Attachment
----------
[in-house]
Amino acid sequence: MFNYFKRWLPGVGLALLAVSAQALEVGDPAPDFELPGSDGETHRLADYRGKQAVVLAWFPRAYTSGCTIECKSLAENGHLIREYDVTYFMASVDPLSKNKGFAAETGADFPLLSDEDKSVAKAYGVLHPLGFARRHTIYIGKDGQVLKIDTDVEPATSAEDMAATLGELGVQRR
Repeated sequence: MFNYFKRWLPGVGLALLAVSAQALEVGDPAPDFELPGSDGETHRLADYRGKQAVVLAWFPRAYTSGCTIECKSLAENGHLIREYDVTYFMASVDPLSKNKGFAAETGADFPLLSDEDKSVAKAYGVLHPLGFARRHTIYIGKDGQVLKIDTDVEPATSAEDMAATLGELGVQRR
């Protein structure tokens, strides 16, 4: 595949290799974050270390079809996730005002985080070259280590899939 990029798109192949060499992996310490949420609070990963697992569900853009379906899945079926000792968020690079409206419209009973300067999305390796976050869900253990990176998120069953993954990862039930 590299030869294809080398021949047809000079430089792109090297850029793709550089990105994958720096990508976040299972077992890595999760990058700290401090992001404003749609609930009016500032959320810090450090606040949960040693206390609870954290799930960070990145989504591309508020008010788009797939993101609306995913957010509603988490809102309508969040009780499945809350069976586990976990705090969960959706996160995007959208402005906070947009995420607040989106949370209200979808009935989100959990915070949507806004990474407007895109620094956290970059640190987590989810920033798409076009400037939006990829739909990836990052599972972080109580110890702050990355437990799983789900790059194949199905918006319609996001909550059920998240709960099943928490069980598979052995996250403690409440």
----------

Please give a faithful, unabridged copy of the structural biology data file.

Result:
[in-house]
Amino acid sequence: MFNYFKRWLPGVGLALLAVSAQALEVGDPAPDFELPGSDGETHRLADYRGKQAVVLAWFPRAYTSGCTIECKSLAENGHLIREYDVTYFMASVDPLSKNKGFAAETGADFPLLSDEDKSVAKAYGVLHPLGFARRHTIYIGKDGQVLKIDTDVEPATSAEDMAATLGELGVQRR
Repeated sequence: MFNYFKRWLPGVGLALLAVSAQALEVGDPAPDFELPGSDGETHRLADYRGKQAVVLAWFPRAYTSGCTIECKSLAENGHLIREYDVTYFMASVDPLSKNKGFAAETGADFPLLSDEDKSVAKAYGVLHPLGFARRHTIYIGKDGQVLKIDTDVEPATSAEDMAATLGELGVQRR
């Protein structure tokens, strides 16, 4: 595949290799974050270390079809996730005002985080070259280590899939 990029798109192949060499992996310490949420609070990963697992569900853009379906899945079926000792968020690079409206419209009973300067999305390796976050869900253990990176998120069953993954990862039930 590299030869294809080398021949047809000079430089792109090297850029793709550089990105994958720096990508976040299972077992890595999760990058700290401090992001404003749609609930009016500032959320810090450090606040949960040693206390609870954290799930960070990145989504591309508020008010788009797939993101609306995913957010509603988490809102309508969040009780499945809350069976586990976990705090969960959706996160995007959208402005906070947009995420607040989106949370209200979808009935989100959990915070949507806004990474407007895109620094956290970059640190987590989810920033798409076009400037939006990829739909990836990052599972972080109580110890702050990355437990799983789900790059194949199905918006319609996001909550059920998240709960099943928490069980598979052995996250403690409440």